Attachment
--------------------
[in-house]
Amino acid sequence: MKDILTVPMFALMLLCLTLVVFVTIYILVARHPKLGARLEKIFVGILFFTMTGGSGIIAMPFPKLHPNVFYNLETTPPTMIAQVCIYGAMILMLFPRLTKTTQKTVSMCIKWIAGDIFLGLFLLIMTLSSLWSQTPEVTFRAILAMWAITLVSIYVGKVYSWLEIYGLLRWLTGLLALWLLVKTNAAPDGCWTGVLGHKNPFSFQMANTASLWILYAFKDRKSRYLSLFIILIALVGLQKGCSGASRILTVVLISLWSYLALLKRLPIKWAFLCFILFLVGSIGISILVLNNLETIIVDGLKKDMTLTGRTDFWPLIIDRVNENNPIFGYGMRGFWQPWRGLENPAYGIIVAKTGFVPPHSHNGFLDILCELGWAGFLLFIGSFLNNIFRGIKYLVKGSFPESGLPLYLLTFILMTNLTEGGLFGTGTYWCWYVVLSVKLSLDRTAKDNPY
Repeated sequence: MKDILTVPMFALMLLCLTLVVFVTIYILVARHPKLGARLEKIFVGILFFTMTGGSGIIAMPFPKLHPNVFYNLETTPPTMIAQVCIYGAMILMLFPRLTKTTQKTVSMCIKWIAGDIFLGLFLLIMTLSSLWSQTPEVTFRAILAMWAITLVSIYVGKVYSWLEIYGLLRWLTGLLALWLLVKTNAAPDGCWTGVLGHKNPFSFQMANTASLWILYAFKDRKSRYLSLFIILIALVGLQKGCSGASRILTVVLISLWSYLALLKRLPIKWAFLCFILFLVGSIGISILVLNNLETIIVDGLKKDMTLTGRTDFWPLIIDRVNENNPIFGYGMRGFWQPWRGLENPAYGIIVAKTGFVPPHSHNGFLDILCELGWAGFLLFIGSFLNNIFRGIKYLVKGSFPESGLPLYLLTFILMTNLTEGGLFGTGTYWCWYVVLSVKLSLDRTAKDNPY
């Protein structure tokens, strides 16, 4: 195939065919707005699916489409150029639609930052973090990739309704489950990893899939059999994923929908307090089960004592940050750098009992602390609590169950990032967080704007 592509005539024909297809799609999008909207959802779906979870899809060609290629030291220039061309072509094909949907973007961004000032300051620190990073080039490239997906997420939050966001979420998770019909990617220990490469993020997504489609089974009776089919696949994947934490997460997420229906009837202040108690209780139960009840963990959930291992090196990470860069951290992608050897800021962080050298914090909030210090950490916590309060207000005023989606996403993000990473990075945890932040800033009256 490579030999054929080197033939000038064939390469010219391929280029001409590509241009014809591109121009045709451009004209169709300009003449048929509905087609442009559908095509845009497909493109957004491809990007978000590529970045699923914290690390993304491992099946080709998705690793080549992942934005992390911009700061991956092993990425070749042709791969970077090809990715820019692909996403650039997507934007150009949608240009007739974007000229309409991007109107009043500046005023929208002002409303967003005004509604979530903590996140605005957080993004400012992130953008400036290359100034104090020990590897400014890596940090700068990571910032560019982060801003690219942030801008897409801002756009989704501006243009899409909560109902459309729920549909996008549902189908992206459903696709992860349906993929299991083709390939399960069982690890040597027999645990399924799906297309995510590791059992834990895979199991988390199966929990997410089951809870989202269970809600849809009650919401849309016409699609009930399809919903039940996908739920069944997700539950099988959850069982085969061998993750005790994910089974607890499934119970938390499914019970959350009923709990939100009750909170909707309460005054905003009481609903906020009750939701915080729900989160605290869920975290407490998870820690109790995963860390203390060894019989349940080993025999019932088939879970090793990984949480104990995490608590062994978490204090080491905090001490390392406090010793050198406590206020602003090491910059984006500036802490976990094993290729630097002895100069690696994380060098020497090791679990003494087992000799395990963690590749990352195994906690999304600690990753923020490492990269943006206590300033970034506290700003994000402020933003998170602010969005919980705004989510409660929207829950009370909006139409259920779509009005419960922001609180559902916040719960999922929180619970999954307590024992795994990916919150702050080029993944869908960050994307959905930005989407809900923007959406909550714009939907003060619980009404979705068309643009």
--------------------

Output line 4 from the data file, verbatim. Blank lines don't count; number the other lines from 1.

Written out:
């Protein structure tokens, strides 16, 4: 195939065919707005699916489409150029639609930052973090990739309704489950990893899939059999994923929908307090089960004592940050750098009992602390609590169950990032967080704007 592509005539024909297809799609999008909207959802779906979870899809060609290629030291220039061309072509094909949907973007961004000032300051620190990073080039490239997906997420939050966001979420998770019909990617220990490469993020997504489609089974009776089919696949994947934490997460997420229906009837202040108690209780139960009840963990959930291992090196990470860069951290992608050897800021962080050298914090909030210090950490916590309060207000005023989606996403993000990473990075945890932040800033009256 490579030999054929080197033939000038064939390469010219391929280029001409590509241009014809591109121009045709451009004209169709300009003449048929509905087609442009559908095509845009497909493109957004491809990007978000590529970045699923914290690390993304491992099946080709998705690793080549992942934005992390911009700061991956092993990425070749042709791969970077090809990715820019692909996403650039997507934007150009949608240009007739974007000229309409991007109107009043500046005023929208002002409303967003005004509604979530903590996140605005957080993004400012992130953008400036290359100034104090020990590897400014890596940090700068990571910032560019982060801003690219942030801008897409801002756009989704501006243009899409909560109902459309729920549909996008549902189908992206459903696709992860349906993929299991083709390939399960069982690890040597027999645990399924799906297309995510590791059992834990895979199991988390199966929990997410089951809870989202269970809600849809009650919401849309016409699609009930399809919903039940996908739920069944997700539950099988959850069982085969061998993750005790994910089974607890499934119970938390499914019970959350009923709990939100009750909170909707309460005054905003009481609903906020009750939701915080729900989160605290869920975290407490998870820690109790995963860390203390060894019989349940080993025999019932088939879970090793990984949480104990995490608590062994978490204090080491905090001490390392406090010793050198406590206020602003090491910059984006500036802490976990094993290729630097002895100069690696994380060098020497090791679990003494087992000799395990963690590749990352195994906690999304600690990753923020490492990269943006206590300033970034506290700003994000402020933003998170602010969005919980705004989510409660929207829950009370909006139409259920779509009005419960922001609180559902916040719960999922929180619970999954307590024992795994990916919150702050080029993944869908960050994307959905930005989407809900923007959406909550714009939907003060619980009404979705068309643009």